28 Facts About Portuguese Empire


Portuguese Empire, known as the Portuguese Overseas or the Portuguese Colonial Empire, was composed of the overseas colonies, factories, and the later overseas territories governed by Portugal.

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Portuguese Empire originated at the beginning of the Age of Discovery, and the power and influence of the Kingdom of Portugal would eventually expand across the globe.

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Free from threats to its existence and unchallenged by the wars fought by other European states, Portuguese Empire attention turned overseas and towards a military expedition to the Muslim lands of North Africa.

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Completion of these negotiations with Spain is one of several reasons proposed by historians for why it took nine years for the Portuguese Empire to follow up on Dias's voyage to the Cape of Good Hope, though it has been speculated that other voyages were in fact taking place in secret during this time.

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In 1502, to enforce its trade monopoly over a wide area of the Indian Ocean, the Portuguese Empire created the cartaz licensing system, granting merchant ships protection against pirates and rival states.

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That year the Portuguese Empire conquered Kannur, where they founded St Angelo Fort, and Lourenco de Almeida arrived in Ceylon, where he discovered the source of cinnamon.

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In retaliation, the Portuguese Empire fought and destroyed the Mamluks and Gujarati fleets in the sea Battle of Diu in 1509.

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Portuguese Empire encouraged Portuguese settlers to marry local women, built a church in honor of St Catherine, and attempted to build rapport with the Hindus by protecting their temples and reducing their tax requirements.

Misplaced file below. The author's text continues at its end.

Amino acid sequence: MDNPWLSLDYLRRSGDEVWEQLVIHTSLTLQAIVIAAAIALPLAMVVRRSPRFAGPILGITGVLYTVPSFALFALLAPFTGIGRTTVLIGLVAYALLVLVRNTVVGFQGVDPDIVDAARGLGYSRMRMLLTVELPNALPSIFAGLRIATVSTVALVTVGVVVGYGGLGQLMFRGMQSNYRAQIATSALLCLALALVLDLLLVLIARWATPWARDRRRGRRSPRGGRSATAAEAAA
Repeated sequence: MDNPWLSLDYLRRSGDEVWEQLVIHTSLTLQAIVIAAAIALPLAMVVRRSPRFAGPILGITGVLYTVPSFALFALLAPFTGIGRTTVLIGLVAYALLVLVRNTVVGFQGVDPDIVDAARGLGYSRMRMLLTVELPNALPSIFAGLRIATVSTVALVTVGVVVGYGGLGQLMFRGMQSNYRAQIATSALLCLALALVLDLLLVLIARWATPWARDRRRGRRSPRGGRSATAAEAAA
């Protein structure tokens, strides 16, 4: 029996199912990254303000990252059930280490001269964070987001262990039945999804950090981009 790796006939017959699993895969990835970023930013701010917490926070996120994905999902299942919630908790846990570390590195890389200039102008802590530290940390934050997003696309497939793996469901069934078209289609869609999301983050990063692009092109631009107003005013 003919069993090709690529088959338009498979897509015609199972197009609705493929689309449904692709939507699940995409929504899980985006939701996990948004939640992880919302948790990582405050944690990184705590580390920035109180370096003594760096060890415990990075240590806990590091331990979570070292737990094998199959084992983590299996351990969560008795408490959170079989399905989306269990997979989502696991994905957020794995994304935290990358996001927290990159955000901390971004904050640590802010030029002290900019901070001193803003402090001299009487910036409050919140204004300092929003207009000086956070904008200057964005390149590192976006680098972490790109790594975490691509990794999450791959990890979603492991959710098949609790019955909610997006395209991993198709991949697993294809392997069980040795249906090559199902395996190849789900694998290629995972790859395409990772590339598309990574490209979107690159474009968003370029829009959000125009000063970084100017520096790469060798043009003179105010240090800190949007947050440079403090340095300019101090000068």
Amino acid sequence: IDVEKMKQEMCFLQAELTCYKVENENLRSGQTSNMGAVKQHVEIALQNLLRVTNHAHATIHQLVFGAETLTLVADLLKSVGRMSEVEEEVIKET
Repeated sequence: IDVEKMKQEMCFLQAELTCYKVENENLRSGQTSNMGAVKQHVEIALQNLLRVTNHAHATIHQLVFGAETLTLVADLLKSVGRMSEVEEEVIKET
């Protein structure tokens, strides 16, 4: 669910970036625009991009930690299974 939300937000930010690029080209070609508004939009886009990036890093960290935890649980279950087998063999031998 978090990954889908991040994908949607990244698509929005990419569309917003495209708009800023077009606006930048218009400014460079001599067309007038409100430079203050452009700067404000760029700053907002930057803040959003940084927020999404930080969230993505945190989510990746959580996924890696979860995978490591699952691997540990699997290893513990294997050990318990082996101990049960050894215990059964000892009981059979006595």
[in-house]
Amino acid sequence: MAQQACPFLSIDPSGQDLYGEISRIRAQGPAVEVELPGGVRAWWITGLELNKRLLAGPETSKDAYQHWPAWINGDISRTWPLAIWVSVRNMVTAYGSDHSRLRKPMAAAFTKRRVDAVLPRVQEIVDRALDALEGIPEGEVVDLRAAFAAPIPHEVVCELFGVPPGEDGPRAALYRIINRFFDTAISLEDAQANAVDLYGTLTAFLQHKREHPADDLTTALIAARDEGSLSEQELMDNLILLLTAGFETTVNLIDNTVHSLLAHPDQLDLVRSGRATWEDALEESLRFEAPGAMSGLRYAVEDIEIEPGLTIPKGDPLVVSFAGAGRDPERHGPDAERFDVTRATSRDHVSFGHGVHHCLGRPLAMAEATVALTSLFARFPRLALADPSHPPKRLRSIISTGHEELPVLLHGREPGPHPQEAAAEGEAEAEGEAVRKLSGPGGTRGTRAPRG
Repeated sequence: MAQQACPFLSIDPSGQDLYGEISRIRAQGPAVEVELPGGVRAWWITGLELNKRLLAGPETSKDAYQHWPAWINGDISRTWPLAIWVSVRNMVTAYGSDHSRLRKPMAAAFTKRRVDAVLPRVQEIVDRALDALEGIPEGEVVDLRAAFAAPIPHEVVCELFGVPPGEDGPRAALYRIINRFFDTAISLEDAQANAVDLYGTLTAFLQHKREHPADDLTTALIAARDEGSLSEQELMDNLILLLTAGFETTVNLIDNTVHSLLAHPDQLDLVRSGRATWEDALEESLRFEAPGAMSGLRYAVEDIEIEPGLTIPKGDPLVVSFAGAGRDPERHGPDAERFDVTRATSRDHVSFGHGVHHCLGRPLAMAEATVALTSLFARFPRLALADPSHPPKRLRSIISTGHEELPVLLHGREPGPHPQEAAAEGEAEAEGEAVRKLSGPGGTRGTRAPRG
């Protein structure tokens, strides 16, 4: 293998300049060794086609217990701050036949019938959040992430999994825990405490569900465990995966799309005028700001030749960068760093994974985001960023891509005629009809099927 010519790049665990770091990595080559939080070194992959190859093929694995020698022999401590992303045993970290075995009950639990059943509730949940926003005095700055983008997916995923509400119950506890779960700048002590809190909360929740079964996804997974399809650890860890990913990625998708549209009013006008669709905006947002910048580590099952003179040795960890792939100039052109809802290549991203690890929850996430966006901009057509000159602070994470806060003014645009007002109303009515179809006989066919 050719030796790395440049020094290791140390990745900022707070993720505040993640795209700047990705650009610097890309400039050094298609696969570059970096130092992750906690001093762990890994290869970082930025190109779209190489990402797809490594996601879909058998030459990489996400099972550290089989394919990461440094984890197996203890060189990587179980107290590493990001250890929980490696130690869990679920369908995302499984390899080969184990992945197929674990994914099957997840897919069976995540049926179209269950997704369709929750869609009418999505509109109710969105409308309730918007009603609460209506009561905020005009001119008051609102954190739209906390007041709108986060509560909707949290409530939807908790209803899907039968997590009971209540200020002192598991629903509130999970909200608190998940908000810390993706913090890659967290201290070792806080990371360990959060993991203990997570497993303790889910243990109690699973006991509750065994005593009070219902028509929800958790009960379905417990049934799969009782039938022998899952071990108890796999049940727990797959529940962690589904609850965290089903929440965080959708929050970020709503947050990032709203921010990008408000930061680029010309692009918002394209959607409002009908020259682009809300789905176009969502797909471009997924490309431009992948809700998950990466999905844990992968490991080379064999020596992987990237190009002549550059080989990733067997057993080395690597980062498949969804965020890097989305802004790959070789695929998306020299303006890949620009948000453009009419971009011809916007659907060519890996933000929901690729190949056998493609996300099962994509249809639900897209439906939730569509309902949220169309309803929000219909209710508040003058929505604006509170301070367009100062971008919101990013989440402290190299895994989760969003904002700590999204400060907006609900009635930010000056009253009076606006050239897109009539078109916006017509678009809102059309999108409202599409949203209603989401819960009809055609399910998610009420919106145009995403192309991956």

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The Portuguese maintained friendly relations with the south Indian Emperors of the Vijayanagara Empire.

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The Portuguese Empire eventually based their center of operations along the Hugli River, where they encountered Muslims, Hindus, and Portuguese Empire deserters known as Chatins.

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In 1521, the Portuguese Empire lost 2 ships at the Battle of Sincouwaan in Lantau Island.

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The Portuguese Empire lost 2 ships at Shuangyu in 1548 where several Portuguese Empire were captured and near the Dongshan Peninsula.

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The Portuguese Empire later returned to China peacefully and presented themselves under the name Portuguese Empire instead of Franks in the Luso-Chinese agreement and rented Macau as a trading post from China by paying annual lease of hundreds of silver taels to Ming China.

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The Chinese then massacred Portuguese Empire who resided at Ningbo and Fujian trading posts in 1545 and 1549, due to extensive and damaging raids by the Portuguese Empire along the coast, which irritated the Chinese.